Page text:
Consisting of the lion's share of Yosemite National Park, Gold Country, and the High Sierra, this diverse mix of terrain (north of Mariposa County) provides incredible roadside vista views that don’t require miles and miles of hiking. En route to Yosemite National Park, stop by the ‘Rim of the World’ for a picturesque snap of Tuolumne River on Highway 120. This beautiful highway opens up providing a wide view of the surrounding pine trees, winding river and jaw-dropping vista. Continue on and avoid the crowds exploring the less visited, but still awe-inspiring, Tuolumne Meadows and Tuolumne Grove to see the majestic redwoods. Just off of Highway 108, Pinecrest Lake awaits. A beautiful drive deeper into the Stanislaus National Forest, this sunken lake provides the ultimate pull-up view of one of Tuolumne County’s most iconic destinations.

Firefall, Yosemite National Park in Winter

Ghost towns and mountain ridges in Mammoth Lakes, California 

California's Eastern Sierra is a photographer's dream and one of the most unique of western landscapes with snow-capped mountain peaks, Bodie ghost town, wildflowers, autumn colours and interesting rock formations. No other place in California encompasses more dramatic scenery. Bodie State Historic Park, the largest unrestored ghost town in the West; and Mono Lake, an ancient inland sea with odd-shaped tufa towers make for unique and dramatic photo subjects. The breathtaking Minaret Vista is a highly popular spot for keen photographers too. The sharp, jutting spires of the Minarets are dramatic and unworldly visitors can capture Mount Ritter at 13,157 feet (4,010 m) and Banner Peak at 12,945 feet (3,945 m), the two tallest peaks in the Ritter Range. Mammoth Lakes is also a haven for a wide range of animal life with the California Black Bear, the Mule Deer, and over 3,000 species of birds in the region. Be careful not to disturb any of the wildlife and stay a safe distance away when photographing them in the natural habitat.

The LA skyline captured from West Hollywood’s rooftops, California

Glittering lights, colourful rooftops, azure swimming pools and the curving palms of Beverly visitors get quite the view from way up high in West Hollywood. The West Hollywood EDITION boasts unparalleled panoramic views of Los Angeles, enjoy a sip on a drink whilst capturing the twinkling lights of the LA skyline with one of the best views in the city. Those who don’t want to hike to the Hollywood sign can head to the London West Hollywood hotel, peer over the edge to take in the mayhem of the bustling Sunset Strip, gaze outward at the homes of Beverly Hills and capture the famous Hollywood sign at this truly 360 degrees view.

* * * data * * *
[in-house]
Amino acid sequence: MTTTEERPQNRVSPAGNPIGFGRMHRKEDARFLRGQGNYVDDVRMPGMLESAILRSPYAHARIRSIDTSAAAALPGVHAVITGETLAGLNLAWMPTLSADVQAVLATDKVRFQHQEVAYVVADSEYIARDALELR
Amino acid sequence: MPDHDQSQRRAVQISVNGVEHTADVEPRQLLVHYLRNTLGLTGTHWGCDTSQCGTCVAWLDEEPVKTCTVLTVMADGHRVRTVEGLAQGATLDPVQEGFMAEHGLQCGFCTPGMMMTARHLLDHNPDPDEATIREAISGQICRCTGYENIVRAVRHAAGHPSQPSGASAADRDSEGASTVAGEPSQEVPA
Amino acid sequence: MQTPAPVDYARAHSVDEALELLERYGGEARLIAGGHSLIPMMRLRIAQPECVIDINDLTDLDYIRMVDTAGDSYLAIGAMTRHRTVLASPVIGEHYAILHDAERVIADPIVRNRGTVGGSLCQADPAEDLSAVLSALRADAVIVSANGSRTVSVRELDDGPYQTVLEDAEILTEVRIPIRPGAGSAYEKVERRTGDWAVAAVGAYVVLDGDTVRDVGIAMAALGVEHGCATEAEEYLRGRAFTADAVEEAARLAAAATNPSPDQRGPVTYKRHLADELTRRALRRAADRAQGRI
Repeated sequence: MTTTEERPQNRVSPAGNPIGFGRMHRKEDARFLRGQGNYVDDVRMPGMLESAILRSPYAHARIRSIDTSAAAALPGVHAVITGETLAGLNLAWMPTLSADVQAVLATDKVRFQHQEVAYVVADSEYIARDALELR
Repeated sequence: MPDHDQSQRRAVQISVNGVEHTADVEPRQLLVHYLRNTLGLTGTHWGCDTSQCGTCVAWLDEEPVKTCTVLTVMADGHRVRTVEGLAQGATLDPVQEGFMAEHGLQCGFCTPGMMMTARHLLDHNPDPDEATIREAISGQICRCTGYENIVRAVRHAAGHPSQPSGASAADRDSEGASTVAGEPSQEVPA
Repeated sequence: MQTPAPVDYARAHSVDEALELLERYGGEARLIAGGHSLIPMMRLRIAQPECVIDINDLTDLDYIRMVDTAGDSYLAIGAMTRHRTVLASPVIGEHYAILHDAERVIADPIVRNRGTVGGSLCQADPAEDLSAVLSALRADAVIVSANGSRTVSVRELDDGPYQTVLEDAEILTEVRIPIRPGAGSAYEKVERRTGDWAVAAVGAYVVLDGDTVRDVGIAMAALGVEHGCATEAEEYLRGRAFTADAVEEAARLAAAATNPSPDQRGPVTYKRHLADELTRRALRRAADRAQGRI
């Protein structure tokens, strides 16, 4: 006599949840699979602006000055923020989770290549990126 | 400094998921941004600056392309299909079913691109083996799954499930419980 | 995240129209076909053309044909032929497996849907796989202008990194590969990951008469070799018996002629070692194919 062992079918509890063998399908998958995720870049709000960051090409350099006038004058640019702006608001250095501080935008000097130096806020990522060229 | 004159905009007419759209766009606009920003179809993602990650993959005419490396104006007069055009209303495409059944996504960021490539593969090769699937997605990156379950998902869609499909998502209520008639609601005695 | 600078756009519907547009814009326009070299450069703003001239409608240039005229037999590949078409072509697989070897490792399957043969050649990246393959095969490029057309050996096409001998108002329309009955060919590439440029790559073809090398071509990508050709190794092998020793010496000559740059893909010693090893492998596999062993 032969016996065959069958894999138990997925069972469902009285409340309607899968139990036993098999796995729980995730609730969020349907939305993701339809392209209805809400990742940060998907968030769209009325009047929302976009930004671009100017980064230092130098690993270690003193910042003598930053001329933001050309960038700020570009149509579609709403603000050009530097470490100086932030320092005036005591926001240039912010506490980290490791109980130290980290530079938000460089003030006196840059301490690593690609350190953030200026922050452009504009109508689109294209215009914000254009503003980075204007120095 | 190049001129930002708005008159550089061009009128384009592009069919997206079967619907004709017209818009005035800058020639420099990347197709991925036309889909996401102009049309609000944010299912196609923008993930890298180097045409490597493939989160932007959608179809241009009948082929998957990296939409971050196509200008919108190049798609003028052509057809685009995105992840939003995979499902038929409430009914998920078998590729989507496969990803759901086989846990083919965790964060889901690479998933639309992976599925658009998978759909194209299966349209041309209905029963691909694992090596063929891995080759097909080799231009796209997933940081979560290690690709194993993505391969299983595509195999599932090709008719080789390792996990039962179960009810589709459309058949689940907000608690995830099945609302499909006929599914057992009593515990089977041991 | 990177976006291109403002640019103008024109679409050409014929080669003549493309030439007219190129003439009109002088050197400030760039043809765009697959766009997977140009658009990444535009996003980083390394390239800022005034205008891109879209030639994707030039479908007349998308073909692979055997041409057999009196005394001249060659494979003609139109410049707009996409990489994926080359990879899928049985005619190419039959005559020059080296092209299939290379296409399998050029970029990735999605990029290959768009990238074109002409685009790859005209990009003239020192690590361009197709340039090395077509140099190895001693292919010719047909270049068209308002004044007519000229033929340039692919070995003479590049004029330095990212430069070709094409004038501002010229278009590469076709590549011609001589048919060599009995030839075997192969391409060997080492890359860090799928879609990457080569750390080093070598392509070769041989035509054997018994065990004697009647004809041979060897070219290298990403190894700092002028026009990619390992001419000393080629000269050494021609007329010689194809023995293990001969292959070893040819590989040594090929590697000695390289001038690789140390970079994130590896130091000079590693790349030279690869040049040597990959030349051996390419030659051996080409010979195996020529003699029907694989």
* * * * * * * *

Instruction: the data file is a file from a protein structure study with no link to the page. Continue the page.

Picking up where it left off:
West Hollywood EDITION at Sunset

Highway 1 and Big Sur’s dramatic cliffs, California 

Highway 1 is the quintessential California road trip, an undulating strip of asphalt that snakes along the coast for 655 miles, with the route’s most iconic section - Big Sur.  Bixby Bridge stands as one of the world’s highest single-span concrete arch bridges, over 700 feet long and over 260 tall it is one of the most photographed pieces of the coastal route. For nature photography, pay a visit to Julia Pfeiffer Burns State Park and McWay Falls where the oceanfront overlooks flawless views of McWay Falls. Pfeiffer Beach, inside Los Padres National Forest, is a slice shoreline known for its naturally purple sands and the arch rock just offshore which turns daily sunsets into spectacular photo ops. Whilst exploring the area book a stay at Post Ranch Inn, which is recognised for its organic architecture and dramatic location. Located just off Highway 1 and spanning 100 acres along the cliffs of Big Sur, the hotel offers 40 uniquely designed rooms, each with panoramic vistas of the Pacific Ocean to the west and the Los Padres National Forest to the east, making it a top photography spot for its guests. It even has its own black and white photography gallery - The Post Gallery - located in the meadow in an old Quonset hut covered with redwood.

Post Ranch Inn Overlooking the Pacific Ocean

I hope you have enjoyed reading and inspired to travel to one of the world's most beautiful spots to photograph.